We artists are put on God’s good earth to create. Some of us may be black, but that’s not the important thing. The important thing is for us to create, to give form to what we have inside of us. We can’t accept any barriers, any limitations of any kind, on what we create or how we do it. —Alma Woodsey Thomas, 1891-1978
From the classroom to the canvas, educator and painter Alma Woodsey Thomas was a force of encouragement, growth, and inspiration. As she advised others, she accepted no barriers, and this focused determination empowered her to become a groundbreaker for black woman artists.
Thomas was born in Columbus, Georgia, in 1891, and would be the eldest of four sisters. When she was in her teens, the family moved to Washington, D.C., where the artist taught and lived most of her life. After graduating from high school and teaching kindergarten for several years, Thomas enrolled at Howard University, a historically black university in D.C. She initially set out to become a costume designer, but after some encouragement from a professor, she became the first ever student to major in Howard’s emerging fine arts program. She graduated in 1924 with her bachelor’s degree.
Over the next 35 years, Thomas prioritized her career as an educator, teaching art at Shaw Junior High School in Washington, D.C. She spearheaded arts initiatives for black youth, often in partnership with Howard University, such as the School Arts League and the Junior High School Arts Club. She also sought to increase diversity and foster community among adult artists, serving as vice-president in 1943 for the Barnett Aden Gallery, D.C.’s first private art gallery to feature artists of all races.
From exhibit submissions to local artist groups, Thomas continued to practice her own art throughout her teaching career. During the summers of 1930-1934, she attended the Teachers College at Columbia University in New York City, earning her master’s in art education. Throughout the 1950s and 1960s, she appeared in larger exhibits and launched solo exhibits at galleries around Washington, D.C. After retiring from education in 1960, Thomas became a full-time painter and developed the style that she is known for to this day.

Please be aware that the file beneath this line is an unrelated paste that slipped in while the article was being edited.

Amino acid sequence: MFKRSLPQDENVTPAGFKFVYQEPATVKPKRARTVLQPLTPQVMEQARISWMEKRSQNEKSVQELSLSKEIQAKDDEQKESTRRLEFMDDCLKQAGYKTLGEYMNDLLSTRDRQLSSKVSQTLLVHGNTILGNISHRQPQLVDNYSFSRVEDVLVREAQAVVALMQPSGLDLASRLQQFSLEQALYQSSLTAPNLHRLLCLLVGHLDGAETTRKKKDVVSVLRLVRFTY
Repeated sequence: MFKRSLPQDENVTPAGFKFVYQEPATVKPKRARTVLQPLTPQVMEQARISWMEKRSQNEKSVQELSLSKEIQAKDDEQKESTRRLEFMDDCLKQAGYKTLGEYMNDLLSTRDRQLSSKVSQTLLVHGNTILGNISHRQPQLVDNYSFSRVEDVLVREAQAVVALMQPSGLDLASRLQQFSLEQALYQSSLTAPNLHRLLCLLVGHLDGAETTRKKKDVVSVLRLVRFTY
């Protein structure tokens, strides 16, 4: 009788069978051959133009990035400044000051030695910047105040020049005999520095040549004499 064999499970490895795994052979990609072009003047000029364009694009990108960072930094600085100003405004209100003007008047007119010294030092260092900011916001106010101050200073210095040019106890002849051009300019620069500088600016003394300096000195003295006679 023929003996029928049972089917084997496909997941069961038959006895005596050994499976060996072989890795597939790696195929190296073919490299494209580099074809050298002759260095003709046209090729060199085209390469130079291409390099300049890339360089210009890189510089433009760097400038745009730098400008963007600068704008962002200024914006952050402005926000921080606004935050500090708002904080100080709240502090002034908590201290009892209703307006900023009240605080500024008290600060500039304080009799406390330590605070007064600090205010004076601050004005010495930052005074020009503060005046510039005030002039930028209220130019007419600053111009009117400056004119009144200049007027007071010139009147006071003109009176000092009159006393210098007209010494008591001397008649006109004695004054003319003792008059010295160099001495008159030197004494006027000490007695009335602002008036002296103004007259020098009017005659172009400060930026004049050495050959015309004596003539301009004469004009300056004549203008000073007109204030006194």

Although Thomas dabbled in many styles, her career-defining works are most closely associated with the color field movement and, more specifically, the Washington Color School. Color field emerged in New York during the 1940s and ‘50s as a response to European modernism and abstract expressionism, and the Washington Color School was a particular approach to the style favored by many artists in the D.C. area. Abstract pieces utilize large swaths of color to convey specific emotions or experiences. Thomas’s later pieces are named for specific scenes or images, but she employed simple brushstrokes and larger color blocks to indicate not what she saw, but rather how she felt.
In 1972, when Thomas was 80 years old, the Whitney Museum of American Art in NYC launched Alma W. Thomas, the first solo exhibit of a black woman artist shown at that institution. Later that year, the mayor of Washington, D.C., declared September 9 to be “Alma W. Thomas Day.” Television and radio broadcasts featured her work and life during September 20-23, 1972. Thomas also landed two solo exhibits at New York’s Martha Jackson Gallery over the next several years, in additional to ongoing appearances in multi-artist shows. Thomas’s painting Red Rose Sonata was donated to NYC’s Metropolitan Museum of Art in 1976 following its appearance in several exhibitions.
Thomas died in 1978 at Howard University Hospital. At nearly 90 years old, she had contributed immeasurably to the esteem of black woman artists and used her talents to encourage black youth in her community. Despite ongoing battles for equality during the Civil Rights Movement and after, Thomas managed to identify and spread joy to those around her. In her own words: “Through color, I have sought to concentrate on beauty and happiness, rather than on man’s inhumanity to man.”